What the old world language is, what the trade and commerce and resources of the world are, how exactly my world's magic works, what the major conflicts have been (and I have to say, I am intent on writing a non-violent story/stories, so, that came with it's own interesting challenges!)

Best of all, the pieces I already had have started falling into place. The map being further and further fleshed out. The characters and types of creatures and myths. . . it's been truly exhilarating thus far.

20 days to go.

After that I will get back to the start again and go thru it once more, for 30 more days, and expand it all some more. I have plans for a large wall sized timeline/map/storyline to begin to be able to visually, in one place, see it all. And then,of course, time to start filling in the stories.

At this point, I am partial to a first book of short tales, sort of like Shaun Tan's "Tales From Outer Suburbia."  and I know that the last tale will be either the lead in to a second book of shorts or, the basis for a larger novella to follow. It is, If I can say so myself, a very good "hook". :)

Many of you know I am completely invested in the idea that stories are what creates demand for what we produce. Be it organic produce, fairy houses, quilts, handmade books,  masks, jewelry, etc etc. And we ALL tell our own tales our own way so I never think anyone should follow my lead if it isn't their thing. . . but I would also recommend a perusal through Austin Kleon's newest book, "Show Your Work" , where he says,

"Artists love to trot out the tired line, “My work speaks for itself,” but the truth is, our work doesn’t speak for itself. Human beings want to know where things came from, how they were made, and who made them. The stories you tell about the work you do have a huge effect on how people feel and what they understand about your work, and how people feel and what they understand about your work effects how they value it.

You should be able to explain your work to a kindergartner, a senior citizen, and everybody in between. Everybody loves a good story, but good storytelling doesn’t come easy to everybody. It’s a skill that takes a lifetime to master. So study the great stories and then go find some of your own. Your stories will get better the more you tell them."
I, of course, agree totally with this as I feel my stories are as much a part of my ability to make living as a maker-of-things as anything else. Second only to never being satisfied with "good enough" and going all out in every way I can to make the buying experience wonderful for the recipient. 
So maybe that is what has held me back in writing these new, larger stories. It's a total package for me and I do not think I believed I had any idea how to create that complete world with just stories and illustrations.  Or perhaps it was just that I couldn't find the start line among all the floating pieces? 
Well, the 30 day exercise certainly changed that so I want to recommend it to anyone who has any sort of  make believe/fictional world you want to enrich and any stories you want to tell. You can find the exercise and thru it, many wonderful links to other great resources, here:
And to close, just a little peek into two new pieces for you all today too!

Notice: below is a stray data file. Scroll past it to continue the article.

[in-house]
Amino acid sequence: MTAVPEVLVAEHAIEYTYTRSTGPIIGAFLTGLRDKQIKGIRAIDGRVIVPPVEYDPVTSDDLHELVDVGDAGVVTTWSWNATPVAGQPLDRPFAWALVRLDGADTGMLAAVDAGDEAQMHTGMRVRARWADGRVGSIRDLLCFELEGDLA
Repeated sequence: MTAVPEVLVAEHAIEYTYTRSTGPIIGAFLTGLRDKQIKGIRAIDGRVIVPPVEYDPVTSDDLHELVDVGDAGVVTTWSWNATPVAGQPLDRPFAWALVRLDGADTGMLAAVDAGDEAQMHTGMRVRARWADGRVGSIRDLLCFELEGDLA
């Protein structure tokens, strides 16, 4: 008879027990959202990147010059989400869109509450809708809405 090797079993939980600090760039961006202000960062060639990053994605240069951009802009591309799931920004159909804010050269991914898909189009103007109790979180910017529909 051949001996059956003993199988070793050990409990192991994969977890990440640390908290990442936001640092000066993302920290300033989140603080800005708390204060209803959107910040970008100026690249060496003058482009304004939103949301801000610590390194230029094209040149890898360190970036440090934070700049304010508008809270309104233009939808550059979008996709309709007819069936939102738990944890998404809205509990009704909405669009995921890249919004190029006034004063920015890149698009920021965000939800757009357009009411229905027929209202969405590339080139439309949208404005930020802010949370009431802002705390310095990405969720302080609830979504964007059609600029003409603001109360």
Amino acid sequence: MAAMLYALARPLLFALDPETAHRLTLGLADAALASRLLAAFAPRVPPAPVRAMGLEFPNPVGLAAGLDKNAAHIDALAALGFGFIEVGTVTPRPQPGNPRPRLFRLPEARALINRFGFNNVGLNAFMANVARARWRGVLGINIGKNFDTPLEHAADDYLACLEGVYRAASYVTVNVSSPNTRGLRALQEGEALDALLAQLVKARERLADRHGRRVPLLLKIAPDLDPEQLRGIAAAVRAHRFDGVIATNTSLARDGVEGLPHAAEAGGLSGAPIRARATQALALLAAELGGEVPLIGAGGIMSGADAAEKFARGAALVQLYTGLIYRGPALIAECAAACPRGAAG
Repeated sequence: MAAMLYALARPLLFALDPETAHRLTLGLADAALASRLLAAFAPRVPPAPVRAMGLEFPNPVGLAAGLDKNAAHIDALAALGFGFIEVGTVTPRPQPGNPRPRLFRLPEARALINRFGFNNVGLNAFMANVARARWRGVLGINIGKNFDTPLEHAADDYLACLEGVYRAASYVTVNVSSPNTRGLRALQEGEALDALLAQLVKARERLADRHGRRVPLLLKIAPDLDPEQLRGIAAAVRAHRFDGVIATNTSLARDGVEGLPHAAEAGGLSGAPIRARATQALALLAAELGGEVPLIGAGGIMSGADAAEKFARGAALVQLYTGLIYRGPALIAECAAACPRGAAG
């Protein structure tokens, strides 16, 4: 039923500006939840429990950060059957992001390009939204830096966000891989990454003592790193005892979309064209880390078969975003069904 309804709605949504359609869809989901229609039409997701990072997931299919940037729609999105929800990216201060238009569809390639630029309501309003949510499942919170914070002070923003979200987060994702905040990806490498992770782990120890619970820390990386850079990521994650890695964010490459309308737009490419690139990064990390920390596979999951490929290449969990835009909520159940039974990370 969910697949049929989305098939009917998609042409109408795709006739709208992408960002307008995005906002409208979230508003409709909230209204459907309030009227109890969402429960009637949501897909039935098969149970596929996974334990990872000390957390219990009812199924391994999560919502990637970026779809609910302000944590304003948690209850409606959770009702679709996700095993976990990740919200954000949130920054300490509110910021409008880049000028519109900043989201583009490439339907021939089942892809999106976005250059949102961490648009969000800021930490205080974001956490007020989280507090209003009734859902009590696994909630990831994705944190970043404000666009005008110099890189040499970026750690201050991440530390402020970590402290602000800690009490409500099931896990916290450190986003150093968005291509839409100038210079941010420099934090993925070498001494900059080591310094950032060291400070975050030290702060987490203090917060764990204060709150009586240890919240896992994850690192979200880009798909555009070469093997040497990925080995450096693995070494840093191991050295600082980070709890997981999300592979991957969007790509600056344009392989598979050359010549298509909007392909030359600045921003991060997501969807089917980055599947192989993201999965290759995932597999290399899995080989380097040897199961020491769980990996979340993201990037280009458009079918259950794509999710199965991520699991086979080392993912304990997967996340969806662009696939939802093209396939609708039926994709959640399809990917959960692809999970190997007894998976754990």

Happy day to everyone and I hope the magik of Spring (or Autumn if you are down under) is shining brightly in your world and in your hearts!
Another colorful version of what has become quite the popular item. And the flowers just keep getting more out of hand! :) 

A blue-roofed Enchanted Tower seemed a nice change of pace. I want to play with different roof colors this summer.

Friday, April 1, 2016

April 1st - New Work. . . No Fooling!

Watch out for the tricksters today! There is always mischief afoot on this day. . .

April brings me a bit closer to a time I have been looking SO forward to! Taking the first few weeks of the month to work thru the rest of my standing custom work before allowing myself a 6 week break to just make multiples of some things for the shop and continue working on my new items, stories etc for the summer ahead. Dragons, new fairy houses, Egyptian statues, figurines and more.
This is hard for me. Saying no to easy projects or, for lack of a better phrase, easy money, is hard. But I find myself constantly frustrated with the lack of time to explore new directions. I have to remind myself, time and again, that I am only a little ways down the path I am traveling thru this work. . . that while I could easily just keep making what I do now and selling it, I have so many ideas to expand and grow the world I have created and that, if I do not grow that world, it will become more of a box than a boundless landscape. 't think of anything more important actually. . .

I think it's important to stay true to that vision and to follow the heart where the heart wants to take us. I can't think of anything more important actually.

But for the day of April Foolerie, here are a few new items to share

The Enchanted Woods Inn - Hand Timbered plank by plank and the little lamp post glows in the dark.

A sweet little gateway for a fairy garden I think! Been thinking of making these with for some time but, you know. . . life!

These seem to fly off the shelf lately! My newest Mushroom Fairy House Upon a Star. 
I think little charms, like these sweet sun faces, can really add a quick touch of magic to the handmade houses.

A little experiment that went and got itself out of control! I am really determined, it would seem, to find out just how much tiny house I can cram onto the little 3" landscaped stars! :) More of these to come for certain!
 That's the latest. More soon on the "30 Day World Building" writing exercise I have undertaken, (on day 5 right now) and sharing some thoughts on looking back and seeing, with hindsight as the viewfinder, that path to "here".

Have a lovely April Fools day all!